Mayor Darrell Steinberg, center, celebrates an ownership deal for Republic FC in May. Sacramento is on the rise, but it’s also increasing fees and taxes on residents. Randy Pench rpench@sacbee.com
Mayor Darrell Steinberg, center, celebrates an ownership deal for Republic FC in May. Sacramento is on the rise, but it’s also increasing fees and taxes on residents. Randy Pench rpench@sacbee.com

Foon Rhee

Associate editor, editorial writer and Viewpoints editor

Foon Rhee

Will fed-up Sacramento taxpayers say enough is enough?

By Foon Rhee

frhee@sacbee.com

September 04, 2017 02:05 PM

UPDATED September 05, 2017 12:11 PM

Even though I’m turning gray, I swear I’m not one of those grouchy geezers who opposes every single tax hike. I’m more than willing to pay my fair share to help Sacramento thrive.

Still, when I read about a possible local bond issue or new fee to fund affordable housing, my first reaction was to grab my wallet and say, “Not again.”

 
Opinion

After all, the city is increasing water and sewer rates. It has raised garbage collection rates. Regional wastewater rates are rising. Add it all up and by 2020, the average homeowner will be paying at least $800 more per year for basic utilities than in 2012.

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On top of that, voters agreed last June to extend a parcel tax for city libraries. Oh, and don’t forget that parking meter rates went up, partly to pay for the Golden 1 Center.

Even with the excitement of living in a city on the rise, there’s only so much piling on of taxes and fees that residents can take. And City Hall has to see the bigger picture: The state’s gas tax goes up by 12 cents a gallon on Nov. 1, making the daily commute more expensive.

Mayor Darrell Steinberg says he gets it.

He knows there’s a limit to how much in taxes and fees people are willing, or able, to pay. But he argues that residents also want economic development, nice parks, beefed-up police and “to grow the city in the right way.”

“I understand the delicate balance here,” Steinberg told me.

While the 45,000-plus households in Sacramento who earn more than $100,000 a year can won’t have much trouble writing a bigger check to City Hall, every dollar matters for the 53,500 families trying to get by on less than $30,000 a year.

“There are political limits on taxation here, but housing must be in the mix,” the mayor said.

Steinberg says the proposed housing package before the Legislature – which includes a new fee on real estate transactions, plus a $4 billion bond issue in November 2018 – is a great start. But local resources must be stacked on top to make a real dent in the affordable housing shortage, he says.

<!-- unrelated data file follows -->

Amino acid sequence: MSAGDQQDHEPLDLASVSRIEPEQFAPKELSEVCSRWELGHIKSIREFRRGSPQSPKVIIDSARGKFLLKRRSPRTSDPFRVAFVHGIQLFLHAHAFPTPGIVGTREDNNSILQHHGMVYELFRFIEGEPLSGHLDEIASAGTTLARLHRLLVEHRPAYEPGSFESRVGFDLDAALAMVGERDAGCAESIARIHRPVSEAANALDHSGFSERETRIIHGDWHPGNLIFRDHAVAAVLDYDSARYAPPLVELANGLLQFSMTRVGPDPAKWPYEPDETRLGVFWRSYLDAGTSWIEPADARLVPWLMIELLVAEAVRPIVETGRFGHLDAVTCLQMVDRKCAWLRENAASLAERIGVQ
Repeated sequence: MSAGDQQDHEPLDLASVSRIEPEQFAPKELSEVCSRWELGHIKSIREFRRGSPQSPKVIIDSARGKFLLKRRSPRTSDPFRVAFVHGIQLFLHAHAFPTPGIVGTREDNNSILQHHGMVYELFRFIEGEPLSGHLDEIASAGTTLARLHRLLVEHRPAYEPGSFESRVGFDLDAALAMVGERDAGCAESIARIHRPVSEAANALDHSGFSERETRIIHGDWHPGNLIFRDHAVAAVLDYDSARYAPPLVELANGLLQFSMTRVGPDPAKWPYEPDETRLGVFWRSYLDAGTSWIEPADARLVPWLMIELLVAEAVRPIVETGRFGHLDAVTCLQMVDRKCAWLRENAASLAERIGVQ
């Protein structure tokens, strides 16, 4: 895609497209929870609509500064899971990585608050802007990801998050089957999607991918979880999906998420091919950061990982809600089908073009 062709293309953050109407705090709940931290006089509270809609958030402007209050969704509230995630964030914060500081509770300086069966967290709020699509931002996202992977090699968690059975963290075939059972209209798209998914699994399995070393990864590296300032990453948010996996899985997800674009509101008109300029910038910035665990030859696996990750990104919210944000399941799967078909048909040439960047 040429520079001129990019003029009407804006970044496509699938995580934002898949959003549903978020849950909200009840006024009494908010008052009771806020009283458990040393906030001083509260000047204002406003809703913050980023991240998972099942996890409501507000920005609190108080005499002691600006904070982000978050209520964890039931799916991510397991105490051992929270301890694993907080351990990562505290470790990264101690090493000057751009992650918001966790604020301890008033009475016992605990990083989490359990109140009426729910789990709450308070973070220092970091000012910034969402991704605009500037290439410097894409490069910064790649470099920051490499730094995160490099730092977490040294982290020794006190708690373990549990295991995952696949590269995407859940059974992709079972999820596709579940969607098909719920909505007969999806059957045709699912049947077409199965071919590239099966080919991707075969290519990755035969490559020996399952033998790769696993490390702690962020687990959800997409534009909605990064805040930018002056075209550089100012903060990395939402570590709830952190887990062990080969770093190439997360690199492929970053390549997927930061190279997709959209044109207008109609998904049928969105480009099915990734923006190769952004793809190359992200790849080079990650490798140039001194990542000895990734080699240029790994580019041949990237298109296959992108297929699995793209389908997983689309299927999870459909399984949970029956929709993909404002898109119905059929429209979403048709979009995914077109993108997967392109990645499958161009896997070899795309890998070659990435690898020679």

Katy Grimes, president of the Sacramento Taxpayers Association, blames local officials for how they enforce restrictions on builders and says the housing shortage is “more a regulatory issue than another tax need.”

There are no details yet on the housing bond or fee. There is a lot of political research and coalition building to do first, Steinberg said.

And as the mayor knows very well, if officials aren’t persuasive enough, any housing ballot measure will fail.

“The key question for voters is always if they’re confident their money will be spent effectively for their priorities,” he told me.

Housing probably won’t be the only priority vying for voters’ favor. The local ballot in November 2018 could also include a measure to renew or make permanent Measure U, the half-cent sales tax that restored fire, police and parks budget cuts during the recession. It is generating $46 million in 2017-18 and is set to expire in March 2019.

Regional Transit and local transportation officials are expected to make a second try for a countywide half-cent, 30-year sales tax increase after a narrow defeat last November. They could argue for putting one of the measures on the June ballot, perhaps Measure U.

Steinberg will have a big say, and not just because he’s mayor. His money will also talk. He has $500,000 left in his campaign account from 2016, and has created a campaign committee that already has $100,000 in the bank.

My bet is that local tax measures will be a tough sell, regardless of how well-funded the promotional campaign. While transplants from the Bay Area may think the tax bill and cost of living in Sacramento aren’t that high, longtime residents are more likely to have sticker shock, and they’re more likely to vote.

Grimes says she’s hearing from retirees and those on fixed incomes who say they can’t afford all the fee increases and are thinking of moving out of Sacramento and perhaps California. While it’s not a mass exodus, it is steady, she said.

“They’re essentially voting with their feet, and taking their tax dollars with them,” she told me Monday.

In the next few years, the Sacramento City Unified School District could also come back to voters after a parcel tax barely lost last November. And the city could soon be seeking a rate hike for storm drainage repairs; under a bill passed by the Legislature last week, it might be able to do so without voter approval.

In part, Sacramento is paying the price for decades of not investing enough in our infrastructure. So you could argue that residents have been getting off cheap for years.

Then again, just like families with their household budgets, cities can’t have everything. You have to make difficult choices.

The ones City Hall makes will determine what kind of city Sacramento will become – and how many residents can afford to stick around to see it.

Foon Rhee: 916-321-1913, @foonrhee